A Good Camp Axe Is Worth Its Weight In Gold. This Quartet Of Axes Ranges From Average To Absolutely Sublime.
Few today use the axe as anything other than a rustic means of making a backyard fire for company, or, in most cases, a way to show their lady friends they have a rugged side and can handle a thing or two if they had to. Reality is an axe is so much more than a splitting implement—it’s a universal tool that can be a hammer or chisel, the source not just of firewood but also the spark to light it. It can also be a dangerous liability if you don’t know how to use it.
The axe’s evolution has resulted in a number of sizes, from tiny hatchets to huge double-bladed Michigan felling varieties. The variety of models has certainly not decreased in recent years, but the focus has become somewhat narrow in terms of end use. Rarely is the axe considered a precision tool, yet in truth it’s simply misunderstood and often made incorrectly as a result of a poor understanding of its abilities.
Four contemporary models are a microcosm of what’s available today. Join me as I put them through the ringer.
Wolf Valley Forge Camp Axe
The Wolf Valley Forge Camp Axe is in a class of its own*. In looking at the review models evenly, I didn’t try to save it for last or go easy on it because it’s pretty. Instead, when it arrived I immediately began putting it to work.
It came not with just a functional sling and cover, but also a small whetstone and a jar of wax by Axe Wax to help preserve it. Carrying the Camp Axe is comfortable and allows for a free hand while trekking. The handle is perfectly shaped and came with a leather strike guard.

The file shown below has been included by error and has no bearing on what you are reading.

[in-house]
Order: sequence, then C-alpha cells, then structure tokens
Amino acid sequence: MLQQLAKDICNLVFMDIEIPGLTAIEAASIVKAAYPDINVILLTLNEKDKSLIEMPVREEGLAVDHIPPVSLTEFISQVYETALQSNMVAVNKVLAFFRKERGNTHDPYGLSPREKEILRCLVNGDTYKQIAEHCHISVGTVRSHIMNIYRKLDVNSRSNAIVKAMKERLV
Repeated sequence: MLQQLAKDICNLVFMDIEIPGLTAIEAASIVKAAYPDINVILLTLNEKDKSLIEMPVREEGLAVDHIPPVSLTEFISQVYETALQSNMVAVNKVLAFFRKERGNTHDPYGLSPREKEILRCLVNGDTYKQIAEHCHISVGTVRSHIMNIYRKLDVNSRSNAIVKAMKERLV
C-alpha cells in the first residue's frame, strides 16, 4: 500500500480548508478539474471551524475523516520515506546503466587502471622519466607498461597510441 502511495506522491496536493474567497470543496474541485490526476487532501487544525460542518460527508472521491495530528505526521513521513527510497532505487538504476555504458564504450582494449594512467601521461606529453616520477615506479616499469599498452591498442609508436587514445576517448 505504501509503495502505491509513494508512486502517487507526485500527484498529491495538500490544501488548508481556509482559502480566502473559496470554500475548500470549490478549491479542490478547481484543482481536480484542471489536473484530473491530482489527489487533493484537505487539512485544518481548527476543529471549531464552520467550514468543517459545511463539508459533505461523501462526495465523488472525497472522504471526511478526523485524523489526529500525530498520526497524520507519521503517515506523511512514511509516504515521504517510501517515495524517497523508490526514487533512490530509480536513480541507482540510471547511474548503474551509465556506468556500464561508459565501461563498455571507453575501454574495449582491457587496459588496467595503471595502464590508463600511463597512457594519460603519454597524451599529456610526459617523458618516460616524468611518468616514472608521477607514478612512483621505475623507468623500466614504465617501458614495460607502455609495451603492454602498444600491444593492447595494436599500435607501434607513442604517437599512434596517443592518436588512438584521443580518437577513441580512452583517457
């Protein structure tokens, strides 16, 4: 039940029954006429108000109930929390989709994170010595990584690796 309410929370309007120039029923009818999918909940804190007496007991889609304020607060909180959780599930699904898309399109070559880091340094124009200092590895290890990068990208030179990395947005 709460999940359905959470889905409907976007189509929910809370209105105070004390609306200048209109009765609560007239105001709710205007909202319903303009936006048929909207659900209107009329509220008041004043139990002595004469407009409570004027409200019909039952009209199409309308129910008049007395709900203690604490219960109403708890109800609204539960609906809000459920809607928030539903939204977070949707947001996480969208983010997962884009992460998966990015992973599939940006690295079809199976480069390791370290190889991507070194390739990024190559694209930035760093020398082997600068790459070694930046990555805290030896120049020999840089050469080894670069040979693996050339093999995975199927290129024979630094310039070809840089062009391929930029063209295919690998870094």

Ike Bullington is the maker and the quality is immediately noticeable the second you unpack it. It is all properly shaped, textured and balanced for real work and has a very pleasing appearance. However, it is not a wall-hanger. The head is of a traditional profile and designed for a lifetime of work.
The edge arrived razor sharp, easily sharper than most knives I test for BLADE®. Not only that, but the edge is extremely durable and completely dispels the notion that you need a wedge-shaped splitter.
A sharp axe truly cuts the work in half and this one almost effortlessly passed through wood regardless of grain angle. In taking down bigger trunks it drove in the deepest and was the easiest to free. Chips flew with each chop and it made very short work of even the toughest test materials.
This type of quality doesn’t come cheap. Nonetheless, you get what you pay for in life and this is a tool that should last for generations. While the most expensive of the axes reviewed, it outperformed the others so noticeably I evaluated it in probably a third of the time. In my opinion this is how an axe should be in the sense that it isn’t a tool you fight to get work done.
In addition to cutting wood, I used it to drive tent stakes and make kindling, which it did easily. As a camp axe it is very nice in the batoning role, and yes, you can baton an axe the same as you would a knife—so long as you grip it high up to the head and perform the task in a safe standing position as to not deflect the blade into your knee. Overall, I’d rate this as the best axe I’ve ever used.
Browning Outdoorsman Axe
The Browning Outdoorsman Axe was the lightest of the test models, and overall the least effective of the bunch at the chores I put it through. While an axe in size, it’s extremely lightweight and head-heavy, giving it the feel of a large hatchet. The cutting geometry suffers from a long heel and curved edge.
Because it lacks significant mass, on a swing it takes a great deal of force to use it in any real way. The issue here is that swings need to be harder, as there is no assistance from mass and, while the axe is lightweight, the user tires quickly while trying to make progress. The Outdoorsman tended to bounce off wood if struck across the grain. It bit in just fine on green wood and made fast work of saplings.